..in fact, gconf really is excellent. It:
- Has an underlying XML filestructure, which is possible to manually edit (though not so good as the .ini format), and these files can be copied around like other dotfiles.
- Has a CLI interface, gconftool-2, which lets you get and set certain keys. This is REALLY(*) useful.
- Can support changing settings in real-time (across multiple instances of the app without restarting the app, and even without needing an "Apply" button).
- Has a GUI editor: gconf-editor, which is useful for finding the keys whose name you don't know.
(*)For example, I've set up a new system. I want to preserve most of the system defaults, and especially if there is a new feature I don't know about, I don't want to remove it from the conf-file. But there are about 20 settings I really want to keep. So I have a script with lots of lines such as:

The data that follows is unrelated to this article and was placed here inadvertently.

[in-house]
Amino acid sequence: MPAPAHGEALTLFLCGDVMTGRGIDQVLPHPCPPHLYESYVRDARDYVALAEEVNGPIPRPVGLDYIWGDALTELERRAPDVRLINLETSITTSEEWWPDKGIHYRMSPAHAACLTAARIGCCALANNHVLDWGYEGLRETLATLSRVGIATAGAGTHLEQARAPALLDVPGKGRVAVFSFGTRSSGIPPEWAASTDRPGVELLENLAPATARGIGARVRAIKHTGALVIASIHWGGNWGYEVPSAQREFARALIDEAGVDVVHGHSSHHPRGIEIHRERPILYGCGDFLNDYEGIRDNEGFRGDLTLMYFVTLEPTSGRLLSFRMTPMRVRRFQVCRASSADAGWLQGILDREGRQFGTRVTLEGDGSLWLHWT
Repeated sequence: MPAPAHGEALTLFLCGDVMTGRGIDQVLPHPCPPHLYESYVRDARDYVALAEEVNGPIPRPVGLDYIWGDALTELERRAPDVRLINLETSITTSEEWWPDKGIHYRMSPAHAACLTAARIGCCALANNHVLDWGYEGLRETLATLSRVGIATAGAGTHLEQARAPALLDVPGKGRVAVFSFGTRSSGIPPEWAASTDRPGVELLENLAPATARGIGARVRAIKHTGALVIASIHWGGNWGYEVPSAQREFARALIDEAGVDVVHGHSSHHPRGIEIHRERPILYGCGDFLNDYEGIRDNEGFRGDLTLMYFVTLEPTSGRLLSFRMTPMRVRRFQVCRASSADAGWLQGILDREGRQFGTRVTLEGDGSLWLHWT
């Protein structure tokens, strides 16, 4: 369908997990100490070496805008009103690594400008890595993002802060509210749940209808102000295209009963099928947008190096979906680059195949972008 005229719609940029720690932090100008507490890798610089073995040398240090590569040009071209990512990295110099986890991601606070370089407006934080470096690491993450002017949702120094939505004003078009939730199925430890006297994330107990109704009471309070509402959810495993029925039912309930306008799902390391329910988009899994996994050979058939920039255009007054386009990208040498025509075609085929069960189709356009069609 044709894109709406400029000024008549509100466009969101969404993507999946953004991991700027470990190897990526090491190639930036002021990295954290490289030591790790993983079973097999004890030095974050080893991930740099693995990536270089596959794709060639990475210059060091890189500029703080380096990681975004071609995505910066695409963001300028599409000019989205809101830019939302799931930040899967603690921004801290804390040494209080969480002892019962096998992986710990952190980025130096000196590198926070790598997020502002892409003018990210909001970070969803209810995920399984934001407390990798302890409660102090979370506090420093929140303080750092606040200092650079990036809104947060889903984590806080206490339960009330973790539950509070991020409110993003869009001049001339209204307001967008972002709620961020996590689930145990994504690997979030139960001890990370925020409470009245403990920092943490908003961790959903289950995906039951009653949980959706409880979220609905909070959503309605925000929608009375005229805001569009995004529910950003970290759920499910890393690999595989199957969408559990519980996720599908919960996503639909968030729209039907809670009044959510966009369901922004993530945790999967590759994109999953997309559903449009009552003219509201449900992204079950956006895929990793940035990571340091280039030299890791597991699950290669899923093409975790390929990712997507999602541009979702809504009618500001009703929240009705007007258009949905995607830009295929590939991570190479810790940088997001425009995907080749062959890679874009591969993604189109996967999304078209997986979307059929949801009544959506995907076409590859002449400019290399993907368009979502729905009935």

gconftool -t string -s /apps/metacity/general/button_layout 'menu:minimize,maximize,close'
I can run these commands inside a running GNOME session, and they immediately take effect.
[Sadly, KDE doesn't have such a system, as far as I can tell. It's impossible to script the setup of a KDE system in a non-brittle way]